Induction and repair of DNA strand breaks in bovine lens epithelial cells after high LET irradiation

C Baumstark-Khan, J Heilmann, H Rink
Advances in Space Research: the Official Journal of the Committee on Space Research (COSPAR) 2003, 31 (6): 1583-91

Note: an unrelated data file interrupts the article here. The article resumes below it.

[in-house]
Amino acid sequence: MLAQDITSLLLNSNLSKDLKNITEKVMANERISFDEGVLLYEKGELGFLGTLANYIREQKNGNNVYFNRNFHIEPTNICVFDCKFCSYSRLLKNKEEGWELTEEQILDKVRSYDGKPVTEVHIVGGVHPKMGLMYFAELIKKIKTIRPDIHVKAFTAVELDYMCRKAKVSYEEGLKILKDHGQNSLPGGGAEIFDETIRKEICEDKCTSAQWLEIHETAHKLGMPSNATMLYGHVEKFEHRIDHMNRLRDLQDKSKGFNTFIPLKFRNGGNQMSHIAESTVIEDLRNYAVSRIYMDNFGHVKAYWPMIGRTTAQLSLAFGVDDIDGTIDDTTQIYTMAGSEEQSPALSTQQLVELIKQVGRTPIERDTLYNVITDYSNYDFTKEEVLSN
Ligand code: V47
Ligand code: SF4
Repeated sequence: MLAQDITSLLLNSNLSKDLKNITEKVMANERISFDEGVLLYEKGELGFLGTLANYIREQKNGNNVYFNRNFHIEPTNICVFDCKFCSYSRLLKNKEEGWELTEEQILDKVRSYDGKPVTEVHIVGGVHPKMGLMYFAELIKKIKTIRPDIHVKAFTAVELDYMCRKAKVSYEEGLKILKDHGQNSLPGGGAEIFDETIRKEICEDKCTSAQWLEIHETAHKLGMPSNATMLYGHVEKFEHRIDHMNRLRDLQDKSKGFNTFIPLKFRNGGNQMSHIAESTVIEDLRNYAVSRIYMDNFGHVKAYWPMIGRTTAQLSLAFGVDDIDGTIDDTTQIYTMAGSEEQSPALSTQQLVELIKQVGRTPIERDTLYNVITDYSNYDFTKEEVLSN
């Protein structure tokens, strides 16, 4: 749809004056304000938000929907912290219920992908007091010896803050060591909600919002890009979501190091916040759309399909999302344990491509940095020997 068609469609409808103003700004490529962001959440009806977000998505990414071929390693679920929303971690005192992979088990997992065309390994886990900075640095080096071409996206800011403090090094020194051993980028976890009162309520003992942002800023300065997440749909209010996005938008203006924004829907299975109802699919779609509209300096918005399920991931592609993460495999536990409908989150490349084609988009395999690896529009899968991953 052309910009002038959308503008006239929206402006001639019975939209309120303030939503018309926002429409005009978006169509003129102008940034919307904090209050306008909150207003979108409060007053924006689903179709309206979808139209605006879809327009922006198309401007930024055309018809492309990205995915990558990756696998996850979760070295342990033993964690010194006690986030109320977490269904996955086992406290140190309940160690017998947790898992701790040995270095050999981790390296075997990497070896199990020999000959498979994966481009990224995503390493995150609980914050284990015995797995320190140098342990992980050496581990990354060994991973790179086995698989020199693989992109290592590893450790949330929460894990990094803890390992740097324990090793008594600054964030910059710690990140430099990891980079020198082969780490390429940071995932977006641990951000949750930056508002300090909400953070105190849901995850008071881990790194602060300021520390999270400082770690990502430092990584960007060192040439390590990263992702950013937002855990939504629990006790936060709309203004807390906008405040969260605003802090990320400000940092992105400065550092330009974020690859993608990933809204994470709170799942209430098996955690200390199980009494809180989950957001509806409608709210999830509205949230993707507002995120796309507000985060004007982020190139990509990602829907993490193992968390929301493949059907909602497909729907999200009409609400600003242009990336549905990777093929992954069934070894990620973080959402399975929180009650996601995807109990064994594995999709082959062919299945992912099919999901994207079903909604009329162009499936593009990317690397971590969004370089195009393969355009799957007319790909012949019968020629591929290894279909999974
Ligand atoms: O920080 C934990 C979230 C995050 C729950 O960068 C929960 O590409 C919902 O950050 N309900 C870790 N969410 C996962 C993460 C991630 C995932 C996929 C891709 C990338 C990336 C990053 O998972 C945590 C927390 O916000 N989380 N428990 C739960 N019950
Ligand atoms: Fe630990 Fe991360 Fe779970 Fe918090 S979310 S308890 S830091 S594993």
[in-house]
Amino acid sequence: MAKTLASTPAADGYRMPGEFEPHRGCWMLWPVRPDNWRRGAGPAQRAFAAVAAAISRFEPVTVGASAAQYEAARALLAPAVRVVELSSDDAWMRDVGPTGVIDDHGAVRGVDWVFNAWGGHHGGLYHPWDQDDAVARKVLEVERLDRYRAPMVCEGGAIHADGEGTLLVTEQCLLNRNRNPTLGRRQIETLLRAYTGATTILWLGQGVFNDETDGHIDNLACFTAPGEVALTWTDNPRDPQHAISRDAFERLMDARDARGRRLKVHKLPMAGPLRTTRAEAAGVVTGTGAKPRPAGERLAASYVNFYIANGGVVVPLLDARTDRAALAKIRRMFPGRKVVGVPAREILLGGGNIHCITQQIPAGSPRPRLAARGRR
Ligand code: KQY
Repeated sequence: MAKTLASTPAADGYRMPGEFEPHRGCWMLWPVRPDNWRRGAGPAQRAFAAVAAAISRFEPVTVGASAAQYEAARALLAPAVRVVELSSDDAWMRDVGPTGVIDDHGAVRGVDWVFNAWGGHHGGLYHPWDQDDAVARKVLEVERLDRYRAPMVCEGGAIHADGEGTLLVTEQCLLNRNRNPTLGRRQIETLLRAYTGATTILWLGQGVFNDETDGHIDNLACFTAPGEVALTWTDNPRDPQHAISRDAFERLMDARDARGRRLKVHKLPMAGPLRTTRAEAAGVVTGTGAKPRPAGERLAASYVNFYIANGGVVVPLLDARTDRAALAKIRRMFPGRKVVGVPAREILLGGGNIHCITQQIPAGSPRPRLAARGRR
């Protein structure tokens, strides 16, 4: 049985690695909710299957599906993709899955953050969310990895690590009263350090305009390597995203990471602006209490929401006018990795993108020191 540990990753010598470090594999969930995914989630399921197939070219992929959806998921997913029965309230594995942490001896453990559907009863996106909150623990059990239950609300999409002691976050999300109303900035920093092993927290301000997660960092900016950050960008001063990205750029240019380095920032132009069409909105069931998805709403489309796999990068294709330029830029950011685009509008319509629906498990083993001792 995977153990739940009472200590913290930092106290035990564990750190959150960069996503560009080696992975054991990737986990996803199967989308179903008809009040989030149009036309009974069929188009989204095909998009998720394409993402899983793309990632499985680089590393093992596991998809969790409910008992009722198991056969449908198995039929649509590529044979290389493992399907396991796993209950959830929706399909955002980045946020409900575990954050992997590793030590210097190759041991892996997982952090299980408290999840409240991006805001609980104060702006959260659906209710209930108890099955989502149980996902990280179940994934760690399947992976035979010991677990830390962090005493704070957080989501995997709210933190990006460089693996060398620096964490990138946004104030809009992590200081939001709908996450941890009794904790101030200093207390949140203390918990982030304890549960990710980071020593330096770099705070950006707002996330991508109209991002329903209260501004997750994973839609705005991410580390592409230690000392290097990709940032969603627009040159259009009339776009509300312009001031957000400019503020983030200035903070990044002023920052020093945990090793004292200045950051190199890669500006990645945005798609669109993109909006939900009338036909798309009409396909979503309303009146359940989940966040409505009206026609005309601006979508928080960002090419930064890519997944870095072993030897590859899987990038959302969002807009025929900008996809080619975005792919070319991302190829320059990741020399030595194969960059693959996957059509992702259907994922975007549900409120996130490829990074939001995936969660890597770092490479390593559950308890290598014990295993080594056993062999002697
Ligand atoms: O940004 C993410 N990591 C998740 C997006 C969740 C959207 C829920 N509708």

The lens epithelium is the initiation site for the development of radiation induced cataracts. Radiation in the cortex and nucleus interacts with proteins, while in the epithelium, experimental results reveal mutagenic and cytotoxic effects. It is suggested that incorrectly repaired DNA damage may be lethal in terms of cellular reproduction and also may initiate the development of mutations or transformations in surviving cells. The occurrence of such genetically modified cells may lead to lens opacification. For a quantitative risk estimation for astronauts and space travelers it is necessary to know the relative biological effectiveness (RBE), because the spacial and temporal distribution of initial physical damage induced by cosmic radiation differ significantly from that of X-rays. RBEs for the induction of DNA strand breaks and the efficiency of repair of these breaks were measured in cultured diploid bovine lens epithelial cells exposed to different LET irradiation to either 300 kV X-rays or to heavy ions at the UNILAC accelerator at GSI. Accelerated ions from Z=8 (O) to Z=92 (U) were used. Strand breaks were measured by hydroxyapatite chromatography of alkaline unwound DNA (overall strand breaks). Results showed that DNA damage occurs as a function of dose, of kinetic energy and of LET. For particles having the same LET the severity of the DNA damage increases with dose. For a given particle dose, as the LET rises, the numbers of DNA strand breaks increase to a maximum and then reach a plateau or decrease. Repair kinetics depend on the fluence (irradiation dose). At any LET value, repair is much slower after heavy ion exposure than after X-irradiation. For ions with an LET of less than 10,000 keV micrometers-1 more than 90 percent of the strand breaks induced are repaired within 24 hours. At higher particle fluences, especially for low energetic particles with a very high local density of energy deposition within the particle track, a higher proportion of non-rejoined breaks is found, even after prolonged periods of incubation. At the highest LET value (16,300 keV micrometers-1) no significant repair is observed. These LET-dependencies are consistent with the current mechanistic model for radiation induced cataractogenesis which postulates that genomic damage to the surviving fraction of epithelial cells is responsible for lens opacification.

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